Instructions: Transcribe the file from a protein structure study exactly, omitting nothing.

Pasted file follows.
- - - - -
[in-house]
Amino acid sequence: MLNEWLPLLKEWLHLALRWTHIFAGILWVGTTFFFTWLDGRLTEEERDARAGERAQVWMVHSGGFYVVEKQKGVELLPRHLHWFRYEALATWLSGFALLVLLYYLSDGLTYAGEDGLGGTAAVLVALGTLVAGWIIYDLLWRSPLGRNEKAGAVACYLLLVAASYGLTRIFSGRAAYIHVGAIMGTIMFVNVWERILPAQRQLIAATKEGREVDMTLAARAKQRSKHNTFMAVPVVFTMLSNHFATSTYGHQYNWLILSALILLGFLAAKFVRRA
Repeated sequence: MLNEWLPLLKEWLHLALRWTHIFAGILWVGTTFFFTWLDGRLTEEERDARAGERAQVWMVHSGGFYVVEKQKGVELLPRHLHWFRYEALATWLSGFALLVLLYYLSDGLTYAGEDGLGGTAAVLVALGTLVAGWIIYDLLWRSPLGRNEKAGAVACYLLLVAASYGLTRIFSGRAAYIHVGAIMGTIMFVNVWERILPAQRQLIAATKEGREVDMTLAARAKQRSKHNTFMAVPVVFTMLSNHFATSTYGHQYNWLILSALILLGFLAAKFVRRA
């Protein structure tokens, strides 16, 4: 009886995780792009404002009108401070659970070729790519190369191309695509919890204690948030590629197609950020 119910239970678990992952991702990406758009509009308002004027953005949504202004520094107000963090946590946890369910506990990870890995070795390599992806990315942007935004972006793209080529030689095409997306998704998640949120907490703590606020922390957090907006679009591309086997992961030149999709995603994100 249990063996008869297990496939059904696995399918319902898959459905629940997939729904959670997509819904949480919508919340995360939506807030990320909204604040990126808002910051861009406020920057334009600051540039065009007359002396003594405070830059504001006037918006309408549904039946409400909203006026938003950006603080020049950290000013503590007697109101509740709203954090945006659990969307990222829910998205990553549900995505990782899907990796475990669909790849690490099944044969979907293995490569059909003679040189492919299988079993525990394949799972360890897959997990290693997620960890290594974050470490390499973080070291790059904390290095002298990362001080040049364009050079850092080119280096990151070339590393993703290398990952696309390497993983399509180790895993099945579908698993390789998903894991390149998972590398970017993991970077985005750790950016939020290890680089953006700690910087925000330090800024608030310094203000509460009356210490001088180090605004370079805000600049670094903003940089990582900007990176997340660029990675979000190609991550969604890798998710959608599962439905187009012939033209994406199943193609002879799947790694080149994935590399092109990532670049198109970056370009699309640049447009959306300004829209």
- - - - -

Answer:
[in-house]
Amino acid sequence: MLNEWLPLLKEWLHLALRWTHIFAGILWVGTTFFFTWLDGRLTEEERDARAGERAQVWMVHSGGFYVVEKQKGVELLPRHLHWFRYEALATWLSGFALLVLLYYLSDGLTYAGEDGLGGTAAVLVALGTLVAGWIIYDLLWRSPLGRNEKAGAVACYLLLVAASYGLTRIFSGRAAYIHVGAIMGTIMFVNVWERILPAQRQLIAATKEGREVDMTLAARAKQRSKHNTFMAVPVVFTMLSNHFATSTYGHQYNWLILSALILLGFLAAKFVRRA
Repeated sequence: MLNEWLPLLKEWLHLALRWTHIFAGILWVGTTFFFTWLDGRLTEEERDARAGERAQVWMVHSGGFYVVEKQKGVELLPRHLHWFRYEALATWLSGFALLVLLYYLSDGLTYAGEDGLGGTAAVLVALGTLVAGWIIYDLLWRSPLGRNEKAGAVACYLLLVAASYGLTRIFSGRAAYIHVGAIMGTIMFVNVWERILPAQRQLIAATKEGREVDMTLAARAKQRSKHNTFMAVPVVFTMLSNHFATSTYGHQYNWLILSALILLGFLAAKFVRRA
């Protein structure tokens, strides 16, 4: 009886995780792009404002009108401070659970070729790519190369191309695509919890204690948030590629197609950020 119910239970678990992952991702990406758009509009308002004027953005949504202004520094107000963090946590946890369910506990990870890995070795390599992806990315942007935004972006793209080529030689095409997306998704998640949120907490703590606020922390957090907006679009591309086997992961030149999709995603994100 249990063996008869297990496939059904696995399918319902898959459905629940997939729904959670997509819904949480919508919340995360939506807030990320909204604040990126808002910051861009406020920057334009600051540039065009007359002396003594405070830059504001006037918006309408549904039946409400909203006026938003950006603080020049950290000013503590007697109101509740709203954090945006659990969307990222829910998205990553549900995505990782899907990796475990669909790849690490099944044969979907293995490569059909003679040189492919299988079993525990394949799972360890897959997990290693997620960890290594974050470490390499973080070291790059904390290095002298990362001080040049364009050079850092080119280096990151070339590393993703290398990952696309390497993983399509180790895993099945579908698993390789998903894991390149998972590398970017993991970077985005750790950016939020290890680089953006700690910087925000330090800024608030310094203000509460009356210490001088180090605004370079805000600049670094903003940089990582900007990176997340660029990675979000190609991550969604890798998710959608599962439905187009012939033209994406199943193609002879799947790694080149994935590399092109990532670049198109970056370009699309640049447009959306300004829209």